Thursday, November 20, 2014

56. Marcion was the first to call Matthew 5:21 - 48 'the Antitheses'

For this Marcion relied upon the antitheses of Matt. 5:21-49, indicating that this book was probably issued (or revised) in Rome.[Richard Pervo, the Making of Paul p. 351]  
Some scholars have viewed the Antitheses (in Matthew) as attacks on the law or as enunciations of Jesus nullification of at least certain aspects of the Law. R. Bultmann, Jesus and the Word, trans. L. P. Smith and E. H. Lantero (New York: Charles Scribner's Sons, 1958), 89–90; Luz, Matthew: A Commentary, 1:228–30; G. Strecker, “Die Antitheses der Bergpredigt (Mt 5:21–48 par),” ZNW 69 (1978):71. This position is most often affirmed for Matt 5:38 - 42. See W. Barclay, The Gospel of Matthew, rev. ed. (Philadelphia: Westminster John Knox, 1975), 133; Meier, Law and History, 157 (who describes Matt 5:38–42 as "the clearest and least disputable case of annulment in the antitheses) and F. Thielman, The Law and the New Testament: The Question of Continuity (New York: Crossroad, 1999), 49–60. [Charles Quarles Sermon on the Mount p. 105] 
The title “antitheses” seems to have first been used by Marcion; see Betz, Sermon on the Mount, 200. Betz argues that this last antithesis is intended to sum up the five previous antitheses; see ibid., 204–205. [Beth A. Berkowitz Assistant Professor of Talmud and Rabbinics Jewish Theological Seminary Execution and Invention p. 298]
Marcion was an early Christian theologian who was expelled from the Church for advocacy of this idea. Marcionite views, however, predate Marcion. Perhaps the earliest statement of the "heresy" may be found in Matthew 5:21-48. [New Outlook Vol 8 p. 679] 
Marcion also showed a discrepancy between the Hebrew and the Christian Bibles when he compared Exodus 21:23–25 and Matthew 5:38–45. Exodus 21:23–25 states: “If any harm follows [a crime], then you shall give life for life, eye for eye, tooth for tooth, hand for hand, foot for foot, burn for burn, wound for wound, bruise for bruise" To Marcion, such laws were cruel and should not apply to Christians. He then compared the Exodus passage to Matthew 5:38–45, where Jesus specifically counters the law found in Exodus [Kevin Kaatz the Early Controversies and Growth of Christianity p. 50] 
With Marcion's Antitheses and Adda/Adimantus' adoption of that model, in both cases it appears that the task of problematising the status of the Jewish Bible was indicated not by any authority external to the text, but by the teachings of Jesus himself and the 'antitheses' in Mt. 5. 21-48, which indicated that the teaching of the Gospel superseded the injunctions of the Mosaic Law. Indeed, we know that Marcion's attentions were drawn to this section of the Gospel in particular; however, it is difficult to gauge the extent of the influence of this section in Matthew on Marcion's theological and literary model, with his apparent rejection of this gospel in toto in favor of Luke. Nevertheless, Marcion clearly paid close attention to this section, and he was drawn in particular to Mt. 5.17 158 the proof supplied by the Matthean antitheses indicates that Jesus did come to abolish the Law and the Prophets, although ol lovba'ioxai had tried to indicate otherwise.159 Identical concerns are evident in the exegetical work of Adimantus. Thus, beyond positing simple statements of comparison between Marcion's Antitheses and the work of Adimantus, the presence of the antithetical argument Ex. 21 . 24 v. Mt. 5. 38-40, in Adimantus' work (c. Adim. 8), together with the extensive treatment of Mt. 5. [157] Later Marcionite exegetes identified the antithetical pairing of Lk. 6. 29 and Ex. 21 . 24, as suggested by Mt. 5. 38-39; see A. von Harnack, Marcion, 280*-28 1. ls8 verse, see Tertullian, adv. Marc. IV. 7 (ed. E. Evans, 278-9); for the verse as a focus for Marcion's polemic, see adv. Marc. V. 14 (ed. E. Evans, 602-3): Dixerit Christus an non, Ego non veni legem disolvere sed implere, frustra de ista sententia neganda Pontus laboravit. Additional material concerning the heterodox reception of the vs. is provided by H. Betz, The Sermon on the Mount, 1 73-1 76. 159 See Adamantius, De recta in deum fide U. 15, cited in A. von Harnack, Marcion, 252, nt. 3 [Nicholas Baker-Brian Manichaeanism in the Later Roman Empire,  p. 56]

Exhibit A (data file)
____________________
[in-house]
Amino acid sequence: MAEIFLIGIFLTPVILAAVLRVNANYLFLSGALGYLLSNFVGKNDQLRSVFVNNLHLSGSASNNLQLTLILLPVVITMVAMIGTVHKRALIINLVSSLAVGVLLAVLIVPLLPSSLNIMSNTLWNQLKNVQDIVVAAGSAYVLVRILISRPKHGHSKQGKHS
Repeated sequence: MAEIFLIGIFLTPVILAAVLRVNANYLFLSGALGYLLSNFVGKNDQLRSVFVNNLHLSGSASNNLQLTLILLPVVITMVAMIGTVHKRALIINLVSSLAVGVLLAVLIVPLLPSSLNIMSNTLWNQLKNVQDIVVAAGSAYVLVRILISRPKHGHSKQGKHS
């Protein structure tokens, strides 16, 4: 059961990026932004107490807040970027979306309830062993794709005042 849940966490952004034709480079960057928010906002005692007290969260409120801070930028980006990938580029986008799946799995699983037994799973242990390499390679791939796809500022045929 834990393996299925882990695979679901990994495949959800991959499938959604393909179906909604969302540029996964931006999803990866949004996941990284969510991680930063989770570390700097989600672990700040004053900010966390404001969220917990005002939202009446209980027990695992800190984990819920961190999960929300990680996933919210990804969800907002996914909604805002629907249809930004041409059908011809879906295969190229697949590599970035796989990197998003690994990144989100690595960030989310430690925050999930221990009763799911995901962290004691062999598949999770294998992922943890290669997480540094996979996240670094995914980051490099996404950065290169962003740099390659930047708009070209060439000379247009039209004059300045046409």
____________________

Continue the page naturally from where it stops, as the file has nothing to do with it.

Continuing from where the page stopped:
Marcion's reading of the Old Testament convinced him that the principle of retributive justice found in the Old Testament could not be reconciled with that of love and goodness as represented by the God of the new cove¬nant (Tertullian, " Against Marcion," I., vi.; ANF, iii. 275). The creating God is just according to the maxim, "an eye for an eye, a tooth for a tooth"; this maxim was expressly annulled by the good God (Matt. v. 38 39). [New Schaff-Herzog Encylopedia p. 179] 
Marcion did not create his system himself. Before him, Cerdo, according to Theodoret's account (Hceret. fabulce, i. 24), proved by the Gospels that the just God of the old covenant and the good God of the new are different beings ; and he founded this contrariety on the precepts of the Sermon on the Mount (Matt. v. 38-48 ; Luke vi. 27-38). [Frédéric Louis Godet Commentary on the Gospel of St Luke p. 6]

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